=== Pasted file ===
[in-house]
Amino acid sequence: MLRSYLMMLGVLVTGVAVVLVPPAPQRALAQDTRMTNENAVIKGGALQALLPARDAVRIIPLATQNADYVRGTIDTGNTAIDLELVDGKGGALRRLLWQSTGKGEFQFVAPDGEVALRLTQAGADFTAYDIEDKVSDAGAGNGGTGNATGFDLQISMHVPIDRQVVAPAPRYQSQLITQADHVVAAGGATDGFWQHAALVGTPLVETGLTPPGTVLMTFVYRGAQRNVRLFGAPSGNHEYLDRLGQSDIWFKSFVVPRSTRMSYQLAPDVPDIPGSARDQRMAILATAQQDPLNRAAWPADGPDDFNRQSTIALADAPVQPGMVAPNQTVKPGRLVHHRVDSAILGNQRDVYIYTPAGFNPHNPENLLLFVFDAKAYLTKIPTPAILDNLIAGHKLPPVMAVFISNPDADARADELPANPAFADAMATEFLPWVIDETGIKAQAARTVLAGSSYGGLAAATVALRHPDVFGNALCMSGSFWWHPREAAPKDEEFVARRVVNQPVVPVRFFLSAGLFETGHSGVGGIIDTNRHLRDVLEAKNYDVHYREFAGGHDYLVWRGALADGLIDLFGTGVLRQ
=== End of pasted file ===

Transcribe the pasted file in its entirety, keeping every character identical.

[in-house]
Amino acid sequence: MLRSYLMMLGVLVTGVAVVLVPPAPQRALAQDTRMTNENAVIKGGALQALLPARDAVRIIPLATQNADYVRGTIDTGNTAIDLELVDGKGGALRRLLWQSTGKGEFQFVAPDGEVALRLTQAGADFTAYDIEDKVSDAGAGNGGTGNATGFDLQISMHVPIDRQVVAPAPRYQSQLITQADHVVAAGGATDGFWQHAALVGTPLVETGLTPPGTVLMTFVYRGAQRNVRLFGAPSGNHEYLDRLGQSDIWFKSFVVPRSTRMSYQLAPDVPDIPGSARDQRMAILATAQQDPLNRAAWPADGPDDFNRQSTIALADAPVQPGMVAPNQTVKPGRLVHHRVDSAILGNQRDVYIYTPAGFNPHNPENLLLFVFDAKAYLTKIPTPAILDNLIAGHKLPPVMAVFISNPDADARADELPANPAFADAMATEFLPWVIDETGIKAQAARTVLAGSSYGGLAAATVALRHPDVFGNALCMSGSFWWHPREAAPKDEEFVARRVVNQPVVPVRFFLSAGLFETGHSGVGGIIDTNRHLRDVLEAKNYDVHYREFAGGHDYLVWRGALADGLIDLFGTGVLRQ